Press Release: 1 December 2014

The ICC Appeals Chamber confirms the verdict and the sentence against Thomas Lubanga Dyilo


Today, 1 December 2014, the Appeals Chamber of the International Criminal Court (ICC) delivered, in open session, its judgments on Mr Lubanga's appeal against the verdict issued by ICC Trial Chamber I, that Mr Lubanga was guilty of the enlistment, conscription and use in hostilities of children under the age of fifteen. The Appeals Chamber issued simultaneously its judgment on the appeals of the Prosecutor and Mr Lubanga against the sentence imposed by the Trial Chamber. The Appeals Chamber confirmed, by majority, the verdict declaring Mr Lubanga guilty and the decision sentencing him to 14 years of imprisonment.

During today's open session, Judge Erkki Kourula, Presiding Judge in this appeal, read a summary of the Appeals Chamber judgments.

The Appeals Chamber rejected Mr Lubanga's allegations that the proceedings were unfair and found that Mr Lubanga did not substantiate several grounds of appeal he raised. The Appeals Chamber established, with respect to factual errors, that it would not assess the evidence anew, but would intervene only if the Trial Chamber's assessment of fact was found to be unreasonable. In applying this standard, the Appeals Chamber rejected, among others, the alleged errors in the Trial Chamber's findings relevant to the age of the child soldiers.

With respect to the alleged legal errors regarding Mr Lubanga's individual criminal responsibility, the Appeals Chamber confirmed the Trial Chamber's approach that a co-perpetrator must make an essential contribution and does not need to personally and directly commit the crime.

With respect to the Prosecutor's and Mr Lubanga's appeals against the Sentencing Decision, the Appeals Chamber held that a Trial Chamber enjoys broad discretion in determining a sentence. The Appeals Chamber rejected all the grounds of appeal raised by the Prosecutor and Mr Lubanga, finding that the sentence was not disproportionate to the gravity of the crimes and reflected Mr Lubanga's culpability for the crimes for which he was convicted. Accordingly, the Appeals Chamber confirmed the total sentence of 14 years.

Judge Sang-Hyun Song adopted a partly dissenting opinion in relation to the appeals against the verdict and the sentence. While agreeing with the majority's decisions to reject the appeals, he disagreed with the Trial Chamber's holding that the "enlistment", "conscription" and "use to actively participate of in hostilities" of individuals under the age of fifteen are three separate crimes. Regarding sentencing, he found that the Trial Chamber should not have imposed three separate sentences for three crimes, but only one sentence for one crime.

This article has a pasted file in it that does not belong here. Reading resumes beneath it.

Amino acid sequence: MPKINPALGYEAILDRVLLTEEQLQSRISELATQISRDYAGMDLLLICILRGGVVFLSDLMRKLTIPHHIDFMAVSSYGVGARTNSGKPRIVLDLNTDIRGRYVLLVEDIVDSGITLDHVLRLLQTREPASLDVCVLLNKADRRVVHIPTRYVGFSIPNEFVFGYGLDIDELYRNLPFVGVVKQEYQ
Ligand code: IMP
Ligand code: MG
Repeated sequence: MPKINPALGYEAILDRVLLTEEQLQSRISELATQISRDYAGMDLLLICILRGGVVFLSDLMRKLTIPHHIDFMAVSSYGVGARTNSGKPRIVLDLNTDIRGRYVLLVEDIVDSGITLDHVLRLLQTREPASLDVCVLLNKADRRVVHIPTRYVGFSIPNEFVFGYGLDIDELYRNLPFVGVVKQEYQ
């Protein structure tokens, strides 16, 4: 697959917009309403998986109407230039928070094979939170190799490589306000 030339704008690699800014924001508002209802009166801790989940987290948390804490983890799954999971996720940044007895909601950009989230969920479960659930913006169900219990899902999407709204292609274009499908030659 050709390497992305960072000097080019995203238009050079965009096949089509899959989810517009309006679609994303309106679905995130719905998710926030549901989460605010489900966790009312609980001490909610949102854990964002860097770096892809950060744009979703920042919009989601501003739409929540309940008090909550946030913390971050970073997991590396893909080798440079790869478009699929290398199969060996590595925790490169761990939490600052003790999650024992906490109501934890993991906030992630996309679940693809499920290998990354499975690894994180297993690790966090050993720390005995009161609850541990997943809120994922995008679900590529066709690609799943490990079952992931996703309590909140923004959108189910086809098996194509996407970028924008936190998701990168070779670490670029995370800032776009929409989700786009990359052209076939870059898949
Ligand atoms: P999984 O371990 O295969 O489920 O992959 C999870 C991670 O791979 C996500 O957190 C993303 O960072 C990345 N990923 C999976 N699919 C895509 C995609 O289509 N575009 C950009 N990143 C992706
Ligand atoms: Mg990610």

Judge Anita Ušacka adopted a dissenting opinion with regard to Mr Lubanga's appeal against the verdict. She respectfully disagreed with the decision of the majority of the Appeals Chamber to confirm the Conviction Decision, which she would have reversed on the grounds that (i) the charges of which Mr Lubanga was ultimately convicted were not sufficiently detailed, and (ii) it was not established beyond reasonable doubt that the children conscripted, enlisted or used in hostilities by the UPC/FPLC were under the age of fifteen. Accordingly, she also disagreed with the conclusions of the majority with respect to sentencing.

Both judges read summaries of their opinions during today's open session.

Appeals Chamber judgments against
a) The Conviction Decision and dissenting opinions;

b) The Sentencing Decision and dissenting opinion.


On 14 March 2012, the Trial Chamber convicted Mr Lubanga Dyilo of committing, as co-perpetrator, war crimes consisting of the enlisting and conscripting of children under the age of 15 years into the Force patriotique pour la libération du Congo [Patriotic Force for the Liberation of Congo] (FPLC) and using them to participate actively in hostilities in the context of an armed conflict not of an international character from 1 September 2002 to 13 August 2003.

On 10 July 2012, the Trial Chamber sentenced Thomas Lubanga Dyilo to a total period of 14 years of imprisonment. The time he spent in the ICC's custody will be deducted from this total sentence. 

On 7 August 2012, Trial Chamber I of the International Criminal Court (ICC) decided, for the first time in proceedings at the ICC, on the principles that are to be applied to reparations for victims in the context of the case against Thomas Lubanga Dyilo. This decision has been appealed; the Appeals judgment on the principles of reparations is pending and will be issued in due course.

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